New York, Oct. 18.
New York, Oct. 18. — The Richmond Whig of the 15th says that the Petersburg Express of yesterday says that our army is calmly awaiting the advance of the enemy on the right, fully prepared to receive him when such a move is attempted, though no disposition is shown to attack our position there since the late reconnoissance, yet it is believed that the silence of the last few days is but the quiet that precedes the outbreak. It is not unlikely that an attempt will be made to flank our works, as we think the enemy is fully satisfied of the futility of all efforts to take them by assault. At the present moment, says the Express, attention is called to the north side of the James river, where a heavy engagement seems not at all unlikely. It is known that Grant has largely reinforced the force already there within the last two or three nights, and it is not improbable that when fighting commences we shall have it at both ends of the line.
The Whig, referring to the destruction of rebel property in the Shenandoah valley, says the fell work is going on, by orders of Gen. Grant, to destroy everything that will sustain life in the valley. There is one effectual way and the only one that can be used to arrest and prevent this, and every other sort of atrocity, and that is, burn one of the chief cities of the enemy, say Boston, or Philadelphia, or Cincinnati. Let its fate hang over the others as a warning of what may be done and will be done to them if the present system of war on the part of the enemy is continued. If we are asked how such a thing can be done, we answer nothing would be easier. A million of dollars would lay the proudest city of the enemy in ashes. The men to execute the work are already there. There would be no difficulty in finding here or in Canada suitable men to take charge of the enterprise and arrange details. Twenty men, with plans all preconcerted and means provided, selecting some dry, windy night, might fire Boston in an hundred places, and wrap it in flames from centre to suburbs. They might retaliate on Richmond. Let them do so if they dare. It's a game at which we can beat them. New York is worth twenty Richmonds. They have a dozen towns to our one, and in their towns is centered nearly all their wealth.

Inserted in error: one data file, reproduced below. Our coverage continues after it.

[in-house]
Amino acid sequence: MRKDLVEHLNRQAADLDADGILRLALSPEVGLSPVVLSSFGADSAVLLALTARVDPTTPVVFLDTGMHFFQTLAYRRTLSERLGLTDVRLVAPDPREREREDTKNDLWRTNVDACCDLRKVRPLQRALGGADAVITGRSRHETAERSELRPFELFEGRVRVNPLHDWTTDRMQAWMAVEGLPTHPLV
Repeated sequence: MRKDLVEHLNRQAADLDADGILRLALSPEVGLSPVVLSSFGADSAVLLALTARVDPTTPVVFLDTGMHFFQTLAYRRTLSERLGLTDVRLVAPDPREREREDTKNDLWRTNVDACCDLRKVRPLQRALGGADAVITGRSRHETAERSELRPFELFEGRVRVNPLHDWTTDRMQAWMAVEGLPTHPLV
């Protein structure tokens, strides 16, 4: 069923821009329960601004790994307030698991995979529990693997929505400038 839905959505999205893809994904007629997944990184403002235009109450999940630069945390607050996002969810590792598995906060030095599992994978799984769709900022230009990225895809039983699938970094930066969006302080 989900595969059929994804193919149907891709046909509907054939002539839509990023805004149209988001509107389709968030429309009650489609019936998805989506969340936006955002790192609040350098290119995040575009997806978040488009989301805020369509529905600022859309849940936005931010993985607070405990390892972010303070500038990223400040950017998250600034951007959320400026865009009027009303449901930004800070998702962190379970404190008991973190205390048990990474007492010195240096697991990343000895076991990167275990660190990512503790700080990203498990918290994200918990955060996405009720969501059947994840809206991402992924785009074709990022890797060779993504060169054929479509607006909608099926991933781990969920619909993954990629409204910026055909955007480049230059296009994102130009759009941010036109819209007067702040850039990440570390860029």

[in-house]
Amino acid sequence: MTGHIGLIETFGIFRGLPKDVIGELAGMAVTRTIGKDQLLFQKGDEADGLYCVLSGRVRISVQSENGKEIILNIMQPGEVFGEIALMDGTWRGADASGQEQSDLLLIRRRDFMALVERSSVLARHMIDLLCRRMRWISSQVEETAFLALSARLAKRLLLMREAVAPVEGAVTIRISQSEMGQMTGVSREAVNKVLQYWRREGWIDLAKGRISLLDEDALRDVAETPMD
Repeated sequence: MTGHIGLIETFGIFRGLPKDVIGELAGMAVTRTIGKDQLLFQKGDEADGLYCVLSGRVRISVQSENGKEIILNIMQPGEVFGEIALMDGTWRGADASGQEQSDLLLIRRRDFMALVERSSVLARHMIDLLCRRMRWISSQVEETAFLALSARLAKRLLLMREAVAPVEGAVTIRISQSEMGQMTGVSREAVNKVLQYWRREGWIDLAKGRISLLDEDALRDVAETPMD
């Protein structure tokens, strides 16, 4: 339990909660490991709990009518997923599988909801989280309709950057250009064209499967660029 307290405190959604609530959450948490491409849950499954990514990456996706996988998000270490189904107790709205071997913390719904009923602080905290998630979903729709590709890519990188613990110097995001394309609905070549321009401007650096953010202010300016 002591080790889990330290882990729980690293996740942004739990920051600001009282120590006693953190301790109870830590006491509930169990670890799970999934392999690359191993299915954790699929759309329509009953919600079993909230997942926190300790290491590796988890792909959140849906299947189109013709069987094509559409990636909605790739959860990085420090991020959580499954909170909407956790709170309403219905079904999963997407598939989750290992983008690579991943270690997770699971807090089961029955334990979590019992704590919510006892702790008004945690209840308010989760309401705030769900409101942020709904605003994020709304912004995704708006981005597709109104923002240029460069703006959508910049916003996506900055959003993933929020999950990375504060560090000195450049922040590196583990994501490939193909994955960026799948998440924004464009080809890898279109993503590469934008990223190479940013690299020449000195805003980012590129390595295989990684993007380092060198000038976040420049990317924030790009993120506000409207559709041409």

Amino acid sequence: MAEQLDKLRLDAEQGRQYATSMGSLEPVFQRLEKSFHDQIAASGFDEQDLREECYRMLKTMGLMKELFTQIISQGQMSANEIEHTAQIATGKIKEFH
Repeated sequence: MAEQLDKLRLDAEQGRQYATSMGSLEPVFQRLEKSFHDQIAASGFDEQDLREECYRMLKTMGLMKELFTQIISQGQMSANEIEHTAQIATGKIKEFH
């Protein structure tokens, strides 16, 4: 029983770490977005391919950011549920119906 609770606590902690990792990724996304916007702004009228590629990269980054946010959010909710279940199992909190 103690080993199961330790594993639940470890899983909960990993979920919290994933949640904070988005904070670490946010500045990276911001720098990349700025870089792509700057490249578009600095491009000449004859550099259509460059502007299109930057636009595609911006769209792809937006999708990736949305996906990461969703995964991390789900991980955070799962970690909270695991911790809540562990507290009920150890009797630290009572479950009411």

The Examiner takes to task the two southern statesmen, Stevens and Boyce, who have advocated the momentous proposition of a convention of all the states, and in a fine vein of ridicule depicts the mighty convention with the South Carolina deligates sitting check by jowl with Banks, Sumner, Everett and Beast Butler.